Immanuel Lutheran, Chicago
Fifteen-year-olds Melanie and Xanath are members of the ECT youth group in Houston this week at the ELCA Global Youth Gathering. On Friday they became leaders, among 300 other young people. Youth gathered at an iconic statue in front of the Medical Center that dramatically depicts a mother about to receive her newborn child into her arms for the first time from an OBGYN nurse. Melanie and Xanath spoke in protest of Federal immigration policies that have separated more than two thousand children from their parents. They gave interviews for Telemundo and the Houston Chronicle.
Xanath, who is normally very quiet, at least around me, said, “It really disappoints me and makes me upset that this happens to other families and, while I’m not in their position, it hurts to see them suffering…Whether we know them or not, the fact that they’re still human beings means that we shouldn’t dehumanize them.”
Today’s gospel is a story wrapped in a story. It features people like Xanath talked about who are desperate to be seen, heard and recognized as human beings. Jesus and the disciples have just returned from across the border. They’re back from the other side of the Sea of Galilee where Jesus was healing and proclaiming the gospel among foreigners. Immediately, almost before they can get out of the boat, there’s a crowd. They’re curious. They’re excited. They have something important for Jesus to do.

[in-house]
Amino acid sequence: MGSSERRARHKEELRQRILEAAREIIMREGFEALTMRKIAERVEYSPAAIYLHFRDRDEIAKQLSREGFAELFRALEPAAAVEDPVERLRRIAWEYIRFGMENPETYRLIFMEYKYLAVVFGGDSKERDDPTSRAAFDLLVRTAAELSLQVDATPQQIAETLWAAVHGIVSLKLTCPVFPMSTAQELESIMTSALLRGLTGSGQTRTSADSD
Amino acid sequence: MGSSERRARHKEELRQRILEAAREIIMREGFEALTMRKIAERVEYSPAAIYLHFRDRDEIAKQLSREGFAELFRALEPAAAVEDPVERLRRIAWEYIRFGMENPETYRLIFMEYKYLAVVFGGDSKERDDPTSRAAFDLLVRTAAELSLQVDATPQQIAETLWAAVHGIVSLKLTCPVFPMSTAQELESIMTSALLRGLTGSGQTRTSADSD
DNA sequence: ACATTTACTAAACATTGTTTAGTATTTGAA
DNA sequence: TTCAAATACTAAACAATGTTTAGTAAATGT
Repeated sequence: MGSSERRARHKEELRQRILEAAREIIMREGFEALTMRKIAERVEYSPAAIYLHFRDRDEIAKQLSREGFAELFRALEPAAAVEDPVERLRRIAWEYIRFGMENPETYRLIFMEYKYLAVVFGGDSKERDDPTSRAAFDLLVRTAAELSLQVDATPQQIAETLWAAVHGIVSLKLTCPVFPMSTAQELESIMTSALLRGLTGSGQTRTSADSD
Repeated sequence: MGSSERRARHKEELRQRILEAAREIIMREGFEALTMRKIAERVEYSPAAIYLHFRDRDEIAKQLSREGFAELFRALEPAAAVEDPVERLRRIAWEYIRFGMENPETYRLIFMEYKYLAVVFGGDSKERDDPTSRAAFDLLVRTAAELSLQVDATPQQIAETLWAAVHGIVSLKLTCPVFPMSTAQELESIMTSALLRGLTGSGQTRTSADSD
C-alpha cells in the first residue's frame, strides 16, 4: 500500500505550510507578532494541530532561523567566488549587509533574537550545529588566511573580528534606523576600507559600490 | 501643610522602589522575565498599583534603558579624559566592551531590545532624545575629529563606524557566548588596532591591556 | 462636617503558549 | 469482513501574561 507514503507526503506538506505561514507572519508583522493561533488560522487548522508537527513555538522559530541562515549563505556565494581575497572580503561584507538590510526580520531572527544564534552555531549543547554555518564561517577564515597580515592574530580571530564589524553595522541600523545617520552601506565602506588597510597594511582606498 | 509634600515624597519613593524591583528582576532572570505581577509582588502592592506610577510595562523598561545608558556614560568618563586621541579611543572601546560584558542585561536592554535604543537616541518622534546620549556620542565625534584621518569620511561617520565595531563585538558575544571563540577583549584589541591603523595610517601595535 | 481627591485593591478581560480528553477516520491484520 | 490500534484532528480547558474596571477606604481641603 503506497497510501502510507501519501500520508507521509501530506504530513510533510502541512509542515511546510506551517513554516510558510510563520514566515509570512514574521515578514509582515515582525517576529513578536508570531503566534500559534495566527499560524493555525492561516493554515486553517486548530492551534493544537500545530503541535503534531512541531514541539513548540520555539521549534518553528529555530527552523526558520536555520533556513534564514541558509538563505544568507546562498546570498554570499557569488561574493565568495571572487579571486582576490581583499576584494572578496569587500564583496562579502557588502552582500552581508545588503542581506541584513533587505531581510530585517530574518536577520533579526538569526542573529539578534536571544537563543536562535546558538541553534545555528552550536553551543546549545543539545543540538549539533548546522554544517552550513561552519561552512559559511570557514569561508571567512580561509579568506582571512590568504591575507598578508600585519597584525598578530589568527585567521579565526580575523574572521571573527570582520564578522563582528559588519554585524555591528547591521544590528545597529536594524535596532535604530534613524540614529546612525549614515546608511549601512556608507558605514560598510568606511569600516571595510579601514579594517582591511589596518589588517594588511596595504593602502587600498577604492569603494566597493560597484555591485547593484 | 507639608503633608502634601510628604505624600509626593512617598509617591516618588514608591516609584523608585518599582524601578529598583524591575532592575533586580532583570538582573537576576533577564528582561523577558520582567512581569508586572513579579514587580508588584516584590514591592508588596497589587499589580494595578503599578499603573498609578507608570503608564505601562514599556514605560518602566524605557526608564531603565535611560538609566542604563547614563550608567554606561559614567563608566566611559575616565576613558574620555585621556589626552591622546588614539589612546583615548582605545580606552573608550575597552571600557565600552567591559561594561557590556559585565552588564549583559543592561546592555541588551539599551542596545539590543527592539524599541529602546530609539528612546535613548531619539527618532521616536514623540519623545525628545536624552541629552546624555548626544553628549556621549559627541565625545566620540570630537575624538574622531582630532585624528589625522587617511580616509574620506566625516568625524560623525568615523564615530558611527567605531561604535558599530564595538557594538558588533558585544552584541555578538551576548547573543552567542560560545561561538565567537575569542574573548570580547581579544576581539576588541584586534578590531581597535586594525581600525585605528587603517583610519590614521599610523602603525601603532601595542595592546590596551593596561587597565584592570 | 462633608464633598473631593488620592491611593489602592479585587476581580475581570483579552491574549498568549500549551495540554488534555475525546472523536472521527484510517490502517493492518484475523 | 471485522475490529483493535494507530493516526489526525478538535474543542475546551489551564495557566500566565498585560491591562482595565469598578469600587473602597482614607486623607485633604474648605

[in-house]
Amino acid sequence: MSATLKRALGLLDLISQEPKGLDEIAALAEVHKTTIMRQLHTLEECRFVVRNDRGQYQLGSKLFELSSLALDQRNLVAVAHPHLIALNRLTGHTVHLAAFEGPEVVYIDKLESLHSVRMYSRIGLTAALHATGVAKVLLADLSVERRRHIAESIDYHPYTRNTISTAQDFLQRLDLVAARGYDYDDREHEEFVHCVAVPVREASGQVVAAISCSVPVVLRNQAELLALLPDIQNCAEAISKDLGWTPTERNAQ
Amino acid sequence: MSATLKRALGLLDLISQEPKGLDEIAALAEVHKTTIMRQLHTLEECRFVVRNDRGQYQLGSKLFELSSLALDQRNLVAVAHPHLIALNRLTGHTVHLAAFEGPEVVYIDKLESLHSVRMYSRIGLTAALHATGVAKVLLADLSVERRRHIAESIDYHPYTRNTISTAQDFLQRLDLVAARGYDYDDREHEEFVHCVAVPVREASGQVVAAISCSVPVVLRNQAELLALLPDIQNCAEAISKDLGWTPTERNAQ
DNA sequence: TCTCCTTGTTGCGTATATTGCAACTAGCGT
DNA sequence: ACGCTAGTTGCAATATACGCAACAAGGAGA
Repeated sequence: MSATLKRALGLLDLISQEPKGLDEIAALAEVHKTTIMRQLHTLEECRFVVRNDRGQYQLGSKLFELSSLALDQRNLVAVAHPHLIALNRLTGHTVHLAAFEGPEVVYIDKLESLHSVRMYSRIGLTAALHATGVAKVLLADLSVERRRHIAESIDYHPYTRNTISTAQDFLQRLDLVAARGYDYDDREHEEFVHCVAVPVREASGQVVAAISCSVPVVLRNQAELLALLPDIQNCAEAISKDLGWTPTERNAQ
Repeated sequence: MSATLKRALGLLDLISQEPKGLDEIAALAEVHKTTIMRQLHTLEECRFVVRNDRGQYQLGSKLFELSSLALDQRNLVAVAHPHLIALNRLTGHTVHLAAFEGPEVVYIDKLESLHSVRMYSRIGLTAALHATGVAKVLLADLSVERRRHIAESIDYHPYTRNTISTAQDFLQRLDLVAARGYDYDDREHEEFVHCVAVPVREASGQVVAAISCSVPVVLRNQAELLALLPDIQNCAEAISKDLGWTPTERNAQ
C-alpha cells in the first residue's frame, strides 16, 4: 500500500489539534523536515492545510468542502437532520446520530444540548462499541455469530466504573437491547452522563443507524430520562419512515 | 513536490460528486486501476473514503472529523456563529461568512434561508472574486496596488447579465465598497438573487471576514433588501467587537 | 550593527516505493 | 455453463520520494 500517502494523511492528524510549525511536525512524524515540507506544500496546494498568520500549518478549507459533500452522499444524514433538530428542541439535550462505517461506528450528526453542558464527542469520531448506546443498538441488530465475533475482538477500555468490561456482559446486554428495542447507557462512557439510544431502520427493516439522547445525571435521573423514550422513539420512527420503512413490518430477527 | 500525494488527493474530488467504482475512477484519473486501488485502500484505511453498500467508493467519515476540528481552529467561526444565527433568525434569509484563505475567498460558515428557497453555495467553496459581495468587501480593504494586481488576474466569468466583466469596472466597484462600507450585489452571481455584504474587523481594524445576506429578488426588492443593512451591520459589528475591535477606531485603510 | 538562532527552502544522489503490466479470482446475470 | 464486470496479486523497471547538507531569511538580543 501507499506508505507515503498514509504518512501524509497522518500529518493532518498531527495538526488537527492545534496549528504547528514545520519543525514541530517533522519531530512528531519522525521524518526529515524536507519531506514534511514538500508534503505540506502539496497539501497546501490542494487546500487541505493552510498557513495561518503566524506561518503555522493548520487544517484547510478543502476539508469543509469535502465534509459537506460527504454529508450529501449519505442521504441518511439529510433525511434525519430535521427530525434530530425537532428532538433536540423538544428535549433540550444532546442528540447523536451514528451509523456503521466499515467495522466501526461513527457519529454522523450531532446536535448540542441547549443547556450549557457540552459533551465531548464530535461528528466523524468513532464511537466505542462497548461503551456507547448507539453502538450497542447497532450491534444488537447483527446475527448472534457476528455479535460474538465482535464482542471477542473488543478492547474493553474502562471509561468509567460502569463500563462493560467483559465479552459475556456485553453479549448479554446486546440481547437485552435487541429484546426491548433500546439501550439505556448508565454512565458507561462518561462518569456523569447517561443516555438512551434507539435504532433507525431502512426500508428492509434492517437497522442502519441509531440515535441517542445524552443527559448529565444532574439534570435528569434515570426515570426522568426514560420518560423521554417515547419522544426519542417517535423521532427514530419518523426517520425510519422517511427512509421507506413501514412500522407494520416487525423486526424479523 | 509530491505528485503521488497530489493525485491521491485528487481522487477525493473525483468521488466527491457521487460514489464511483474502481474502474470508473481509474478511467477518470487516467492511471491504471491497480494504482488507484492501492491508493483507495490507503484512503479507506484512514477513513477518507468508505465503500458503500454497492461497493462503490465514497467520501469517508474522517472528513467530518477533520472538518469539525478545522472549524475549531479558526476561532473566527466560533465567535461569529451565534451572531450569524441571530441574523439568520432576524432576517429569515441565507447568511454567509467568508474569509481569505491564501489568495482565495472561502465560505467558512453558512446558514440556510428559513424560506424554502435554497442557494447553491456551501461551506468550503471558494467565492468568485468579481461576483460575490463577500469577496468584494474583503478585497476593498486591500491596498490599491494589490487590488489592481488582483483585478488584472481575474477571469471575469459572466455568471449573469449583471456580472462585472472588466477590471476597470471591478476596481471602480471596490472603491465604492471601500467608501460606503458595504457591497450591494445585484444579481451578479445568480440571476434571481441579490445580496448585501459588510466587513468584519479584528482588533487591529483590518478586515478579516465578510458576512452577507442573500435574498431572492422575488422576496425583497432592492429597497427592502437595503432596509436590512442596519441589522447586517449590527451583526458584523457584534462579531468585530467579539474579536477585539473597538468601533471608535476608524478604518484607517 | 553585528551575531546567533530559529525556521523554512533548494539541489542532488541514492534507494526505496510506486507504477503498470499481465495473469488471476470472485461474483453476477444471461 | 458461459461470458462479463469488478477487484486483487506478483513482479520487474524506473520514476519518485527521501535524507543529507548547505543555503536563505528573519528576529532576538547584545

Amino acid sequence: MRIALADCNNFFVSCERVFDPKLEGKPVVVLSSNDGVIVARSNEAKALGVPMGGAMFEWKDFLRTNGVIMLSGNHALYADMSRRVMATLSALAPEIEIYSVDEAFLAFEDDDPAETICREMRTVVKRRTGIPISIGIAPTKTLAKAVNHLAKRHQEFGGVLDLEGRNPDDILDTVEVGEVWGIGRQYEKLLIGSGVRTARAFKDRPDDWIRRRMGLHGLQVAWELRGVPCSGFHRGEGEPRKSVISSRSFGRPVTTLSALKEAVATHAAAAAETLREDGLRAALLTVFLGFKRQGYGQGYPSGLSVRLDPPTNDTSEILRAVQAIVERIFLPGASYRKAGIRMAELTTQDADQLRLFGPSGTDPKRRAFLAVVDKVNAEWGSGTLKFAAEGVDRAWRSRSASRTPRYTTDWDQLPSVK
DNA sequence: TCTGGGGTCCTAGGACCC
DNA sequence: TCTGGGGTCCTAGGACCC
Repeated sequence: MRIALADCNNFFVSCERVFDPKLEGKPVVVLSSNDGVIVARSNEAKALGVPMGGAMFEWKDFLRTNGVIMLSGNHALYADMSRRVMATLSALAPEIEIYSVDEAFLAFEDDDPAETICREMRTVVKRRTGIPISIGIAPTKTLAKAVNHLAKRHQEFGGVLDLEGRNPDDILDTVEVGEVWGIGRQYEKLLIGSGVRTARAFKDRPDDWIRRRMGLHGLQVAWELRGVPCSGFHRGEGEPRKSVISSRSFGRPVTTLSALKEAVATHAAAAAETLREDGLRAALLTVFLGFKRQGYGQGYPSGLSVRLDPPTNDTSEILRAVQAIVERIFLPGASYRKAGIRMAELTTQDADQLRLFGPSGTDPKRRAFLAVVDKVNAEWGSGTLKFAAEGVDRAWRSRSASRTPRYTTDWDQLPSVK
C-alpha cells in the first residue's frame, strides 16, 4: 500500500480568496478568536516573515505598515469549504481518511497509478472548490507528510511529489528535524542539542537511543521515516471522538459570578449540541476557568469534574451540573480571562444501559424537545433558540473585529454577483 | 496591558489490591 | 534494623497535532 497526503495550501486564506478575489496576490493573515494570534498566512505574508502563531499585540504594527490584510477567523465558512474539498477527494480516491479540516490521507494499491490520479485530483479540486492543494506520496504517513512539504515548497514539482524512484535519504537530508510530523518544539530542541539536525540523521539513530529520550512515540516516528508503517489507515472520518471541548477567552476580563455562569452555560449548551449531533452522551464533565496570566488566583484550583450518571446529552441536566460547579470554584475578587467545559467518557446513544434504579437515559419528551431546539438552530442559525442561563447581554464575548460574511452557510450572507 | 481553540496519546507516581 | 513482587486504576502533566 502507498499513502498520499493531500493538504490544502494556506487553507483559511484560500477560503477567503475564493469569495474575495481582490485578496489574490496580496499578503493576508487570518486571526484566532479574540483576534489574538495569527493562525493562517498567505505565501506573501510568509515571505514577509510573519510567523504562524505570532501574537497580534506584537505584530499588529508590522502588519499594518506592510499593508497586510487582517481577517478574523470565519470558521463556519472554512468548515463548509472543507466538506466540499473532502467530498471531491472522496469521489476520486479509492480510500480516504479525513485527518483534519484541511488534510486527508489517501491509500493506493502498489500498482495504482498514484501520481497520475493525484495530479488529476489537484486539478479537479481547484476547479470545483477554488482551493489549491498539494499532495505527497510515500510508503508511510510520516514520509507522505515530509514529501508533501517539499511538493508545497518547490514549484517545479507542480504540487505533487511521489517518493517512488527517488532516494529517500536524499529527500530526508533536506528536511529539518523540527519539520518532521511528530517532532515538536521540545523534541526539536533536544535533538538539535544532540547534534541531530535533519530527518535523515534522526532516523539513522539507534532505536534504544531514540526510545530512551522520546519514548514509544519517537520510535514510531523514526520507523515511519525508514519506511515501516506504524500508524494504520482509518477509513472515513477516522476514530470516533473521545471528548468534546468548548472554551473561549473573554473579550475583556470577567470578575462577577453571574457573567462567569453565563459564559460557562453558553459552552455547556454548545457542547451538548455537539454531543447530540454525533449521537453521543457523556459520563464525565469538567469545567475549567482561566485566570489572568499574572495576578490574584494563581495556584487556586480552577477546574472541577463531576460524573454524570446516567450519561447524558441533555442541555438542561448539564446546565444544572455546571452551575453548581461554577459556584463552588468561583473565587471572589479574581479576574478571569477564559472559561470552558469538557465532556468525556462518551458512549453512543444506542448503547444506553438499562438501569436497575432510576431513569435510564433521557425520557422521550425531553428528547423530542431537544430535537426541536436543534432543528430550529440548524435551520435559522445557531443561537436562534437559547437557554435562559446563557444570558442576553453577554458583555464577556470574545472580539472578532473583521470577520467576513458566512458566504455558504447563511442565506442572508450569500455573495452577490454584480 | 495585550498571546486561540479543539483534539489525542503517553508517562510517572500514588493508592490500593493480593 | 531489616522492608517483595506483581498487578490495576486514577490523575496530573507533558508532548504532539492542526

A man named Jairus is a leader in the synagogue, a well-respected lay-person, a father, and patriarch of the entire community. Jairus falls down before Jesus and begs him to help his little daughter, “who is at the point of death” (Mark 5:23). Meanwhile, somewhere in this crowd, unknown to everyone, is a woman who had been bleeding for 12 years. She is nameless, homeless, childless, and alone. Mark, the briefest of gospels has a lot to say about her. She suffered under the care of many doctors. She used up all her money to be cured. Yet, she only got worse.
The unnamed women lingered in the background waiting for an opportunity, while Jairus spoke to Jesus directly. The woman talks only to herself. Jairus’ request is met with enthusiasm and a sense of urgency. The woman knew she was forbidden to touch any man, least of all Jesus. She knew just touching her fingertips on his cloak would defile him and anyone else in the crowd. She decided to enter the crowd to reach out and touch Jesus, anyway.